updated 02:25 pm EDT, Thu August 23, 2007
Unpatched Java flaw
Mac users are still waiting for a fix to a critical Java runtime exploit discovered by Google's security team in October of 2006. The hole, which could allow malicious users to execute code remotely on a victim's Mac, lies within Sun's Java ICC profile parsing code. Sun issued an update in May of this year to plug the hole on Solaris, Linux, and Windows systems but offered no sign of an update for Mac owners. The unfixed security concern leaves millions of Mac OS X users with Java enabled in their Web browsers vulnerable to would-be crackers, who need only coax unsuspecting users into downloading a specially-crafted JPEG or BMP image file to execute code on the target system or cause a JVM crash, according to ZDNet.
IBM's ISS X-Force -- a threat analysis service providing intelligence on a wide array of threats that may affect network security -- issued an alert to detail the danger of leaving the weakness unfixed:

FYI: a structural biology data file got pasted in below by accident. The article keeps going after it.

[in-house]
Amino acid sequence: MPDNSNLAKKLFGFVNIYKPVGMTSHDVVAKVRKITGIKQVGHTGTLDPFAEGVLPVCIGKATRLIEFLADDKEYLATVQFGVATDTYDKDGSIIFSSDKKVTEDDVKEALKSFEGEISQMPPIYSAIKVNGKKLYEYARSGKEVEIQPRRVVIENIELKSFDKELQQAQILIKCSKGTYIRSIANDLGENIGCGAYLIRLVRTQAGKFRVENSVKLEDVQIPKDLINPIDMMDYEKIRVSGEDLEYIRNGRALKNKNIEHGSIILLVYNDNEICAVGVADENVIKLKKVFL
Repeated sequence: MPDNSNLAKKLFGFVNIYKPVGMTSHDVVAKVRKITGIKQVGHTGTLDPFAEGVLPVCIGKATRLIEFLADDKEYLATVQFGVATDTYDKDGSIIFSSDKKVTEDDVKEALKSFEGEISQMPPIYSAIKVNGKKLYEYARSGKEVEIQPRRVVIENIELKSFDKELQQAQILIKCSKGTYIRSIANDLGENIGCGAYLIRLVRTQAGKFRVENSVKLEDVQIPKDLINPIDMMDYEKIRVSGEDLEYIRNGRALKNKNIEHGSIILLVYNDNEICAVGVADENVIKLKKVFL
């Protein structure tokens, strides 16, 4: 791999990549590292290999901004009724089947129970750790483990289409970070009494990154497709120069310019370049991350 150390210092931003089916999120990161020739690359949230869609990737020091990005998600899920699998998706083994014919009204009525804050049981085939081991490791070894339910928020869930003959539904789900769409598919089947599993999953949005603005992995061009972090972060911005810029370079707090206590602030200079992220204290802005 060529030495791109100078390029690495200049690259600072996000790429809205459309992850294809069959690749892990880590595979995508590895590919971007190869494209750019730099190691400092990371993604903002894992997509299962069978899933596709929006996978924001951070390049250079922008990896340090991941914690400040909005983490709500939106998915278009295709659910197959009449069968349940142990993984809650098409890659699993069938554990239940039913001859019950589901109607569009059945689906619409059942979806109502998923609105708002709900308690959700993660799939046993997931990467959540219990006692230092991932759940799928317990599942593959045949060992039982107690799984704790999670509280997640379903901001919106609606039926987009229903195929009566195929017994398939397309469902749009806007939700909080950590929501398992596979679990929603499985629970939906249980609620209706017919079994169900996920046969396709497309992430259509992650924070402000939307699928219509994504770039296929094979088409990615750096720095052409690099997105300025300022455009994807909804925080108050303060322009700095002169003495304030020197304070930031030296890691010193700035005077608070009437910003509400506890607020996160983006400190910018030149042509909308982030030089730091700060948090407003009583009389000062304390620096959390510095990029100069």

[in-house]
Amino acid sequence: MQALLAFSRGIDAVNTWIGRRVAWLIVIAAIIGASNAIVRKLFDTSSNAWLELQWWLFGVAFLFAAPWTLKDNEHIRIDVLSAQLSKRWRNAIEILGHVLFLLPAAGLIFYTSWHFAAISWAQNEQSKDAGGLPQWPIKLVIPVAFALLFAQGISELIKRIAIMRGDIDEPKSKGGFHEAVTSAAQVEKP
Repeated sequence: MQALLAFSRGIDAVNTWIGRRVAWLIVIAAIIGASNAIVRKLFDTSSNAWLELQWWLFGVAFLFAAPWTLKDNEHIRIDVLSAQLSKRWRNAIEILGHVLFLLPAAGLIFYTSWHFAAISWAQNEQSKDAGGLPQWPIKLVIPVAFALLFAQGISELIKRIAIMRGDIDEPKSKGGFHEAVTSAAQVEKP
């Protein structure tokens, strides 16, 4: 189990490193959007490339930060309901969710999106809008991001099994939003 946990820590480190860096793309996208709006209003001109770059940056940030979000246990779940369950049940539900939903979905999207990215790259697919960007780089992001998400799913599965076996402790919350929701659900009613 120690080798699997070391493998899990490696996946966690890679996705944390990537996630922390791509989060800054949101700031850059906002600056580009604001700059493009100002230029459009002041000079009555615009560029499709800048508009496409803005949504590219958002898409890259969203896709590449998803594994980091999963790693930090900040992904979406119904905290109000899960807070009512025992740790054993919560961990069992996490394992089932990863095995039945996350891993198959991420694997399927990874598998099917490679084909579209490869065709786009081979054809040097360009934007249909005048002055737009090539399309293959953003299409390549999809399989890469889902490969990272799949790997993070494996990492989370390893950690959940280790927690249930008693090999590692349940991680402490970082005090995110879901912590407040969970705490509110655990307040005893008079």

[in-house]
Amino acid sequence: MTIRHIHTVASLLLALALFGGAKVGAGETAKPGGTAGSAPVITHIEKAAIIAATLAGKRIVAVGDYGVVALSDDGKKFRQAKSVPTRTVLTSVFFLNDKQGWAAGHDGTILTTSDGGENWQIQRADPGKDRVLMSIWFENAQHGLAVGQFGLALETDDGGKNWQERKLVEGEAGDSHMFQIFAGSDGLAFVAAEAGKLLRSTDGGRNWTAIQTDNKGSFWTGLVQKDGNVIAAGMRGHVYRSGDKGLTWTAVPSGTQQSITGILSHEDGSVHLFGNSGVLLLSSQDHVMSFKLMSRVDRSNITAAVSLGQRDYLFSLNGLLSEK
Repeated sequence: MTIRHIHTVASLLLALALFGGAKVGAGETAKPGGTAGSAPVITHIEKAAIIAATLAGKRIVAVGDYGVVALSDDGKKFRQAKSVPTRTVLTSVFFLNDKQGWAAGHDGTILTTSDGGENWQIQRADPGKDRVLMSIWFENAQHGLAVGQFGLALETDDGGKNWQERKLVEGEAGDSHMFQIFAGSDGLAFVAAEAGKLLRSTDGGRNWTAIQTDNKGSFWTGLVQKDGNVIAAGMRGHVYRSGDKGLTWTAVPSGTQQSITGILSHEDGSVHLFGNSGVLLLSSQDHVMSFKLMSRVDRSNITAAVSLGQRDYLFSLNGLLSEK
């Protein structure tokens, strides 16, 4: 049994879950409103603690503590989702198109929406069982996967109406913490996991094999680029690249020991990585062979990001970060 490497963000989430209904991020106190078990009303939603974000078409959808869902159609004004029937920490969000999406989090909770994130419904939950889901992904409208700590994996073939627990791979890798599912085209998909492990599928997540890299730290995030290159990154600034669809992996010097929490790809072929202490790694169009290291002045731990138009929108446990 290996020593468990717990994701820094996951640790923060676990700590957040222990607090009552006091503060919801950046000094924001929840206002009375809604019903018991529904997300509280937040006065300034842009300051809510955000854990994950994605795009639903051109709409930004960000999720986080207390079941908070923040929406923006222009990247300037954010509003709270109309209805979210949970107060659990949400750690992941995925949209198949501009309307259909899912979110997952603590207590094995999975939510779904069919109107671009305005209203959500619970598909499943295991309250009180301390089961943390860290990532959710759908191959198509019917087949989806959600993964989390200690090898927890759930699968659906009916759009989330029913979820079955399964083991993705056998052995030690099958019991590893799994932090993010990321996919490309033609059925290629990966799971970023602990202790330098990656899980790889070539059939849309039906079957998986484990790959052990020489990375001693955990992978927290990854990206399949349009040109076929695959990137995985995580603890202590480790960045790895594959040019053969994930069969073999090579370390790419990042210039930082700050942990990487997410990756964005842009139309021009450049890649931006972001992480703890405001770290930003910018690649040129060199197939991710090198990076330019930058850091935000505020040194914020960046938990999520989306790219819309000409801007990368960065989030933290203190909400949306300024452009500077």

"Integer overflow in the embedded ICC profile image parser in Sun Java Development Kit (JDK) before 1.5.0_11-b03, and 1.6.x before 1.6.0_01-b06, allows remote attackers to execute arbitrary code or cause a denial of service (JVM crash) via a crafted JPEG or BMP file."
The Google engineer who initially discovered the flaw said he dealt only with Sun's security response team to disclose the threat, adding that Sun itself usually coordinates a warning to all affected customers -- which in this case includes Apple -- when a vulnerability surfaces.
Security specialist Landon Fuller, who as a former engineer in Apple's BSD Technology Group helped as one of the main hands in the "Month of Apple Bugs" project, already released his own third-party patch for the breach alongside a proof-of-concept exploit that crashes a fully patched browser.
"It may be difficult to exploit, but it's a fairly long time to be sitting on a public issue," Fuller warned. Mac OS X users concerned about the threat can install the third-party patch (which requires special software to run) or disable Java in the Web browser to reduce the chance of downloading an image file with a payload.